Whatever you believe about Food Addiction, anyone who wants to lose weight without gaining it back has to accept making some permanent lifestyle changes, not unlike the recovering alcoholic or addict. You may not need to ditch those ‘food-eating friends,’ but you will probably need to change how you interact with them! It doesn’t even have to be major changes but we all know that if you are going to San Francisco, you don’t enter a San Diego address into your GPS! If you want to change your destination, you have to change your route.  Doing things the way you did before is only going to get you somewhere you don’t want to be!

Easier said than done! If only it were as easy as plugging in a new address into Google Maps! Unfortunately, a lot of weight loss gurus like to tell us that it really isn’t too difficult. I always wonder how many of them had weight problems, because they usually look really fit and thin! I know that does many a great disservice, but all of us who struggle with our weight know how hard and painful it can be.  Watching a spokesperson with a chiseled six-pack tell us that we can lose 15 lbs in 6 weeks by making ‘5 easy changes!’ makes me want to kick in my tv! Or scarf a whole pint of New York Super Fudge Chunk…. Either way, it’s not a good feeling.

Psychologists like to call this behavior modification and we have all used it and had it used on us before.  Remember when your parents grounded you for getting home late? Remember when you scolded your puppy for wetting on the floor? Those are some simple examples: you do X and Y happens to you, so if you don’t want X to happen to you again, then don’t do Y! With weight loss, the X we are trying to avoid is gaining weight but it’s more complicated than that.  We are not only trying to avoid weight gain, we want to go in the opposite direction!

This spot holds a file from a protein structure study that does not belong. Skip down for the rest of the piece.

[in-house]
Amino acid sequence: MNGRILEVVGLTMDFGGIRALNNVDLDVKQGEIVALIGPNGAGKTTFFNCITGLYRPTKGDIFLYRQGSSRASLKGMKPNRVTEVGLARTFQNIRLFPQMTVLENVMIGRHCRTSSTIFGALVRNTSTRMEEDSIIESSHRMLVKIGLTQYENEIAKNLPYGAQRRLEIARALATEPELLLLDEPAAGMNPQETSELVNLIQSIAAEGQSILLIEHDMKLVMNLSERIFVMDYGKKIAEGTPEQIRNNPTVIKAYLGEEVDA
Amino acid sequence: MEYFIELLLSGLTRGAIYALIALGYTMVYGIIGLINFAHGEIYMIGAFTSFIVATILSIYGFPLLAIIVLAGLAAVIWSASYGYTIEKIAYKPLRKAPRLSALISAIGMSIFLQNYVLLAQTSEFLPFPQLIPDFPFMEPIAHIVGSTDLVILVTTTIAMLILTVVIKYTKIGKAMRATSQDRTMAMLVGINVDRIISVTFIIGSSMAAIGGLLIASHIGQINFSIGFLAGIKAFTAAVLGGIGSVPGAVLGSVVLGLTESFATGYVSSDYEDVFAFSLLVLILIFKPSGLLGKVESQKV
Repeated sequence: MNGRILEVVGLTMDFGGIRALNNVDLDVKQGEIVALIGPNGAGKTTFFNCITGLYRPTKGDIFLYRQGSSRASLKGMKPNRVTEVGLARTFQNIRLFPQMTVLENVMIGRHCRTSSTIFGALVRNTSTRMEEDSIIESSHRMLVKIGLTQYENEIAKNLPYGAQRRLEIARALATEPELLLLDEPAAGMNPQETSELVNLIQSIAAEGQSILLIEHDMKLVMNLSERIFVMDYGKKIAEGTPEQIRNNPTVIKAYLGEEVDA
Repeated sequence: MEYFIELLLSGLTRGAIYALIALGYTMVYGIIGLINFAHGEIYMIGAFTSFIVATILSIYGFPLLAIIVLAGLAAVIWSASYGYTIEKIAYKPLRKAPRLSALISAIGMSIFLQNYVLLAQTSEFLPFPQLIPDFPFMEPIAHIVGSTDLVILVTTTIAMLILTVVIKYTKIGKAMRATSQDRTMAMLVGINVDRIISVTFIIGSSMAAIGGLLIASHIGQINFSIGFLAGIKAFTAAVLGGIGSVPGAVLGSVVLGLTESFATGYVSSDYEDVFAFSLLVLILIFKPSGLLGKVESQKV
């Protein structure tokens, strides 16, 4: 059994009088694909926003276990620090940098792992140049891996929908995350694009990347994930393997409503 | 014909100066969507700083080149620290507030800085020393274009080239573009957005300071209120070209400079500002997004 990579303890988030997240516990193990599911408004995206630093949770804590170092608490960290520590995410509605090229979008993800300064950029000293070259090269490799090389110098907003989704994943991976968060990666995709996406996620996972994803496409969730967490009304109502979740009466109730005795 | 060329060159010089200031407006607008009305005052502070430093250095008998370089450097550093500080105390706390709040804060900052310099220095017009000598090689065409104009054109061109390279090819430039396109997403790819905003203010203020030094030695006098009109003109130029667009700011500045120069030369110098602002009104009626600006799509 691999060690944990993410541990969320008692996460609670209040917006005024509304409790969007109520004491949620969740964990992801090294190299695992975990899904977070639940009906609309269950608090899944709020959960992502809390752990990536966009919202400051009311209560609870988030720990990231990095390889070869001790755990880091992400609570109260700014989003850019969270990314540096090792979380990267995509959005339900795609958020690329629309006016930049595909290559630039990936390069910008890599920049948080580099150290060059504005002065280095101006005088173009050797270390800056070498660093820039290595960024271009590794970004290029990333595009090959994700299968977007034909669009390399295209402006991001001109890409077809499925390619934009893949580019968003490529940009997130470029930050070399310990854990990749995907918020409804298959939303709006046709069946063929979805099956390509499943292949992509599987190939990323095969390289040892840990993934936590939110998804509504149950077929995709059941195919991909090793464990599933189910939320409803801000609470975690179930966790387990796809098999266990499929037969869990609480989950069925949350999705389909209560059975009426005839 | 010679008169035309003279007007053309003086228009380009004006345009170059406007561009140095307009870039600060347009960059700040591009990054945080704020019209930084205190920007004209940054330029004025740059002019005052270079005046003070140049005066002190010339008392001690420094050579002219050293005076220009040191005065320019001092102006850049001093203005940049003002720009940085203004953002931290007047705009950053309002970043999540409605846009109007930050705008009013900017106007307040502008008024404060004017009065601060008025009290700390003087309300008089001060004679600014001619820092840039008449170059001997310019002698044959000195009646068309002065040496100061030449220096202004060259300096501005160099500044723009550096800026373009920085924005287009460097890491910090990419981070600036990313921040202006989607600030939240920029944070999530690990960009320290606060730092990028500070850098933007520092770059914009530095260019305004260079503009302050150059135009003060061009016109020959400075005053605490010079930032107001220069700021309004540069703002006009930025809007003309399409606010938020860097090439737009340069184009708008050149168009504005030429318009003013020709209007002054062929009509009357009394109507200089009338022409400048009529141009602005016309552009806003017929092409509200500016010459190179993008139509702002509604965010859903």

We not only need to figure out what Y we need to avoid, we need to map an entirely new route for somewhere else. For a lot of us, this feels like trying to climb Everest with only a windbreaker and some walking shoes– totally impossible! The truth is that it’s not impossible if we know what we’re looking for and that skinny six-pack guy on the infomercial with his 5 easy changes is more interested in your money than helping you find the answers.

One of the easiest ways to find out what changes you need to make in order to make your weight loss permanent is to track what you eat.  I know everyone hates doing it, but we all need a starting point, especially if we want to measure how much progress we’ve made.  It doesn’t have to be fancy or complicated.  You can use any notebook or pocket diary and there are a lot of free popular apps on available. It’s up to you how detailed you want to be with your food descriptions but you do need to be consistent.  After a couple of weeks of writing down everything you eat and drink, you’ll have a realistic idea of how much and what foods are typical for you.  Then, you can start making changes!